Richard Beach, professor at the University of Minnesota, plans to use a screenshot of my Awakening discussion wiki (which my students did last year) in his upcoming book Engaging Students in Digital Writing, which will be published in 2007. I will give you more information about ordering if you like once it is published.

I made a decision this week. When I go back to get my Master’s, I will be majoring in Instructional Technology. As my department head reminded me, this — figuring out how to integration technology into education — is my passion. I had planned to get an advanced English degree, but I have to admit that as much as I enjoy reading literature and writing, grad school English didn’t much appeal to me. I thought about becoming a Media Specialist some years back, but I really still want to teach. I don’t want to go into administration. I’m ill-suited for it. However, I think teaching students about technology would be stimulating, satisfying, and interesting.

Blogging Question

I have noticed that while many people link this blog — for which I am grateful — it remains low-profile.  I know the main thing I can do to change that is simply to update more.  That’s not so easy, but I suppose it is something I will have to make time for if I really wish to get this blog “out there.”

I suppose my question (here I go possibly opening a can of worms or worse) is what can I do to make this blog a better reading experience for you?  Keep in mind there are some non-negotiables:

  • I will not post negative comments about my school, colleagues, students, or their parents.  I post under my real name, and I do not wish to bring trouble upon myself in order to entertain anyone else.  Actually, to be honest, there isn’t much negative stuff to post.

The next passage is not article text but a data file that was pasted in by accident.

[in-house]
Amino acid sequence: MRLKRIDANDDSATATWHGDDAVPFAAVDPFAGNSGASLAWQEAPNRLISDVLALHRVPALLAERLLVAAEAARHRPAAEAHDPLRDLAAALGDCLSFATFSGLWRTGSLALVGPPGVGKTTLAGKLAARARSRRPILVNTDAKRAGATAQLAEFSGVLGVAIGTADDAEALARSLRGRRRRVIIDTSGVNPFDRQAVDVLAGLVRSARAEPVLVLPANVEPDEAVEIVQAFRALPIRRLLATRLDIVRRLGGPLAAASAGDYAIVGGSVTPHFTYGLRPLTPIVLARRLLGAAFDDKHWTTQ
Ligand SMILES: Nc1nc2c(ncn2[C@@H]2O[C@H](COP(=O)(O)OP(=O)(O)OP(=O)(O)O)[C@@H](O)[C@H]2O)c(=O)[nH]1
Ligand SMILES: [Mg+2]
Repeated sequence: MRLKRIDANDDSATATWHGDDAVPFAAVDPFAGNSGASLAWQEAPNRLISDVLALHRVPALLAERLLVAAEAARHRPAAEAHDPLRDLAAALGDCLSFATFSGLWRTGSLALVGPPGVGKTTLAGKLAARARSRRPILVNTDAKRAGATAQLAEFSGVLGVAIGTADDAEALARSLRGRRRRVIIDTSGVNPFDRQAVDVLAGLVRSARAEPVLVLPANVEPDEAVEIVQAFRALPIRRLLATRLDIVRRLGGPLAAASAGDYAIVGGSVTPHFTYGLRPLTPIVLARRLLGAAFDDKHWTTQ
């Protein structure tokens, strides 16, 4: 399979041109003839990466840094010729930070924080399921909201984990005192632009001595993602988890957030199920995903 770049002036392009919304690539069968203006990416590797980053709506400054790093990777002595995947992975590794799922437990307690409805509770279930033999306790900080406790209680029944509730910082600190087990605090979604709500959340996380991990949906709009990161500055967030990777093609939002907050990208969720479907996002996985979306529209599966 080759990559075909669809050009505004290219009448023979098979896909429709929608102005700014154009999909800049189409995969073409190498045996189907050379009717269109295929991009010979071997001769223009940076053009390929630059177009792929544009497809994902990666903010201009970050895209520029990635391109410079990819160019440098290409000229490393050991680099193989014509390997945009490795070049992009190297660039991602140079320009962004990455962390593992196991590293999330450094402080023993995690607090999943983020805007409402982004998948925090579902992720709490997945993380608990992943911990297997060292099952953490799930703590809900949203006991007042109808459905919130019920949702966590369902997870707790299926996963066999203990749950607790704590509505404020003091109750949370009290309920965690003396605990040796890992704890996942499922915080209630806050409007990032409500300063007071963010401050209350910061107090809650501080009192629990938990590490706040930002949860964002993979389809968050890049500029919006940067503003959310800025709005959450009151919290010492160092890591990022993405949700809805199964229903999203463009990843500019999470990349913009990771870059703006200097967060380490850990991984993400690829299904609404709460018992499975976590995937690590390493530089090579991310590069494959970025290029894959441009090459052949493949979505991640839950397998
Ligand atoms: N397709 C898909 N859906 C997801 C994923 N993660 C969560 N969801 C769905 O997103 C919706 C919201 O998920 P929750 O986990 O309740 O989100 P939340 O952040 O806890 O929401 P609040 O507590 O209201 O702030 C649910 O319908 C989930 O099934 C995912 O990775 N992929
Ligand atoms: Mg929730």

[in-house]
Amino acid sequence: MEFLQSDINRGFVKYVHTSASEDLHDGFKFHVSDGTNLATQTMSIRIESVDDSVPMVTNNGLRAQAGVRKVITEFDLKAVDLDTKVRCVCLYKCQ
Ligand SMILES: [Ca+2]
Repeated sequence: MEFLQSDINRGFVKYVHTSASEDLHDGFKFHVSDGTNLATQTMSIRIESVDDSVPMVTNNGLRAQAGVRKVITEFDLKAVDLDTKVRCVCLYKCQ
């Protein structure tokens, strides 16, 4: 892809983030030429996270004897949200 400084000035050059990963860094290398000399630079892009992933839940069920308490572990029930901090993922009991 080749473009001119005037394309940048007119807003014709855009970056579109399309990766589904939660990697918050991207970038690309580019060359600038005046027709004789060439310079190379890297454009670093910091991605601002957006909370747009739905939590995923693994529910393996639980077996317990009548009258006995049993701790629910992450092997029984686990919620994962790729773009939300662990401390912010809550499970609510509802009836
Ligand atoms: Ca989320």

• I don’t want to feel pressured to update every day.  I am a full-time English teacher with three children, two of whom are small children, and I have only so many hours in the day.  I would like to update more, but I cannot commit to updating daily.
  • I will not post anything I would feel uncomfortable about my parents, adminstrators, students, or their parents reading.  In fact, at one time or another, I think representatives from all of those groups have visited this blog, and I am committed to representing myself, my school, and my profession in a positive light.

That said, I’m willing to take suggestions.

The Blue Couch Club

Before we moved into our new facility, our faculty had a cramped faculty workroom/lounge which contained three computers, a long table, mail boxes, a toaster oven, a few microwaves, a refrigerator, and a blue couch.  The room was not big enough to accommodate all of us, but it was warm and inviting.  I spent a lot of time discussing ideas with colleagues.  Unlike some schools in which I have worked, the faculty lounge at my school was often a place of intellectual stimulation.

Our new facility has some amazing technology and beautiful architecture and decor; we no longer share rooms or float, which is very nice, too.  But we don’t have a blue couch.  Our administration is working on creating some space that will bring back the warmth of our old faculty lounge, but I think many of us had been missing this gathering spot.

My department head took matters into her own hands and organized a gathering she dubbed the Blue Couch Club at a restaurant near our school.  About 10 of us gathered there last night.  It was nice be social with my colleagues outside of school.  It was great to have the opportunity to talk about stuff besides school and students with my colleagues.  We had a great time.  It was so nice to get to know everyone better.

Everyone agreed, I think, that we have to do it again, soon.  The old saying goes that if Mohammed won’t come to the mountain, the mountain must come to Mohammed.  I guess if the blue couch doesn’t make it to the new faculty lounge, the faculty has to make it to the blue couch.  Or something like that.

Marking Errors: A Research Proposal

I read a really interesting research proposal written by one of our Hebrew teachers.  Exactly which method of writing instruction works best?

  • Explicitly marking each error in a student’s paper.